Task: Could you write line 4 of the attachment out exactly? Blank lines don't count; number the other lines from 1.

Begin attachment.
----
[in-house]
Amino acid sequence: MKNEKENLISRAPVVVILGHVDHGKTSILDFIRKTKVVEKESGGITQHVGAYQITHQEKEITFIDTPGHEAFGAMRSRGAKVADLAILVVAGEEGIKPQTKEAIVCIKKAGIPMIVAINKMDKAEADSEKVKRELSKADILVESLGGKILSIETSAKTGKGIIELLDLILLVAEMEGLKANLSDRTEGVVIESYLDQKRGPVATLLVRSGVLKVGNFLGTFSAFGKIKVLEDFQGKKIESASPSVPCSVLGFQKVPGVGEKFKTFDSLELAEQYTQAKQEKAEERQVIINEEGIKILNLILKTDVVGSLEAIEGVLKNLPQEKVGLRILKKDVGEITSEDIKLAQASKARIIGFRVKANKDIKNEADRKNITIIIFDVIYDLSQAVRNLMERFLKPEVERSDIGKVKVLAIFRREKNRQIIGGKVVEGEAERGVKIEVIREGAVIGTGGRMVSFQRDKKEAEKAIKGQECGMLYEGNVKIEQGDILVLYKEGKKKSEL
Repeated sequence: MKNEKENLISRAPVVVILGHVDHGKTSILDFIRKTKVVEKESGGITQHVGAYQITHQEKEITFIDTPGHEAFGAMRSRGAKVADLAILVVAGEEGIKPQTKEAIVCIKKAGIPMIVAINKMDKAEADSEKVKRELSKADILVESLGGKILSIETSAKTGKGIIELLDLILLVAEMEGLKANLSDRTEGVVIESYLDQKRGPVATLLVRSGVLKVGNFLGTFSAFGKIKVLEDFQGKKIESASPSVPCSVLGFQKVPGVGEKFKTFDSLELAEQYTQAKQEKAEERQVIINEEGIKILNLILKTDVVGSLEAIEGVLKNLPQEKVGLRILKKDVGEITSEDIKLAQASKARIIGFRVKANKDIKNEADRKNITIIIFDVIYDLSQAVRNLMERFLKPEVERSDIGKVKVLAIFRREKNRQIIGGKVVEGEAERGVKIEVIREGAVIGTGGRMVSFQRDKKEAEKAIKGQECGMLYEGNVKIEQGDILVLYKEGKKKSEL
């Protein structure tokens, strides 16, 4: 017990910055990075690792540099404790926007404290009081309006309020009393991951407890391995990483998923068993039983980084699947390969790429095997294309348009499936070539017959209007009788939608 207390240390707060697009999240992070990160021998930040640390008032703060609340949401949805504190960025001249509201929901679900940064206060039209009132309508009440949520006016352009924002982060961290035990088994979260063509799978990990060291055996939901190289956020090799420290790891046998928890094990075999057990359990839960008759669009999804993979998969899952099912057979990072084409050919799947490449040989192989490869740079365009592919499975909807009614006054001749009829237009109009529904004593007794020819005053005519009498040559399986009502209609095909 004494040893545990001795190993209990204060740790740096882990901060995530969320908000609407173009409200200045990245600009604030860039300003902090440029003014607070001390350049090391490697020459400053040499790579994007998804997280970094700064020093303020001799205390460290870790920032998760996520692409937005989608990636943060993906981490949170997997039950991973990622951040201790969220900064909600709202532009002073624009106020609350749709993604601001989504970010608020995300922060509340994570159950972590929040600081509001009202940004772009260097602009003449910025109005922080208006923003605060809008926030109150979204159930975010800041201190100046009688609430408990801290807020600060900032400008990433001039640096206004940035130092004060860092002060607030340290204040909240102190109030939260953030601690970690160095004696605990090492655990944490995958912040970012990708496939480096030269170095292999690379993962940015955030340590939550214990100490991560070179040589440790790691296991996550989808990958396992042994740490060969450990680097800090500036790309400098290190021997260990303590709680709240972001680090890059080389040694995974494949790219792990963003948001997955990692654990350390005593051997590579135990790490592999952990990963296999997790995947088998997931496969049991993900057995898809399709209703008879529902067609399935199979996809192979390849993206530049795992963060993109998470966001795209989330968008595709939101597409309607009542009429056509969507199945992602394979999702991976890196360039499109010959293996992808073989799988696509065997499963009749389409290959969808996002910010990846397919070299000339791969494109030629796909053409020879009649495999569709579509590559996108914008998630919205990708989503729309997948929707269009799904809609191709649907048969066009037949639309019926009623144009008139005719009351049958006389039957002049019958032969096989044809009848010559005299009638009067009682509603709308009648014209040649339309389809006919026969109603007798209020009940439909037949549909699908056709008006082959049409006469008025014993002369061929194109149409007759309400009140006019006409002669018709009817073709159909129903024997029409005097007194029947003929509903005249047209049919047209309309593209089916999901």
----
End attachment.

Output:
């Protein structure tokens, strides 16, 4: 017990910055990075690792540099404790926007404290009081309006309020009393991951407890391995990483998923068993039983980084699947390969790429095997294309348009499936070539017959209007009788939608 207390240390707060697009999240992070990160021998930040640390008032703060609340949401949805504190960025001249509201929901679900940064206060039209009132309508009440949520006016352009924002982060961290035990088994979260063509799978990990060291055996939901190289956020090799420290790891046998928890094990075999057990359990839960008759669009999804993979998969899952099912057979990072084409050919799947490449040989192989490869740079365009592919499975909807009614006054001749009829237009109009529904004593007794020819005053005519009498040559399986009502209609095909 004494040893545990001795190993209990204060740790740096882990901060995530969320908000609407173009409200200045990245600009604030860039300003902090440029003014607070001390350049090391490697020459400053040499790579994007998804997280970094700064020093303020001799205390460290870790920032998760996520692409937005989608990636943060993906981490949170997997039950991973990622951040201790969220900064909600709202532009002073624009106020609350749709993604601001989504970010608020995300922060509340994570159950972590929040600081509001009202940004772009260097602009003449910025109005922080208006923003605060809008926030109150979204159930975010800041201190100046009688609430408990801290807020600060900032400008990433001039640096206004940035130092004060860092002060607030340290204040909240102190109030939260953030601690970690160095004696605990090492655990944490995958912040970012990708496939480096030269170095292999690379993962940015955030340590939550214990100490991560070179040589440790790691296991996550989808990958396992042994740490060969450990680097800090500036790309400098290190021997260990303590709680709240972001680090890059080389040694995974494949790219792990963003948001997955990692654990350390005593051997590579135990790490592999952990990963296999997790995947088998997931496969049991993900057995898809399709209703008879529902067609399935199979996809192979390849993206530049795992963060993109998470966001795209989330968008595709939101597409309607009542009429056509969507199945992602394979999702991976890196360039499109010959293996992808073989799988696509065997499963009749389409290959969808996002910010990846397919070299000339791969494109030629796909053409020879009649495999569709579509590559996108914008998630919205990708989503729309997948929707269009799904809609191709649907048969066009037949639309019926009623144009008139005719009351049958006389039957002049019958032969096989044809009848010559005299009638009067009682509603709308009648014209040649339309389809006919026969109603007798209020009940439909037949549909699908056709008006082959049409006469008025014993002369061929194109149409007759309400009140006019006409002669018709009817073709159909129903024997029409005097007194029947003929509903005249047209049919047209309309593209089916999901």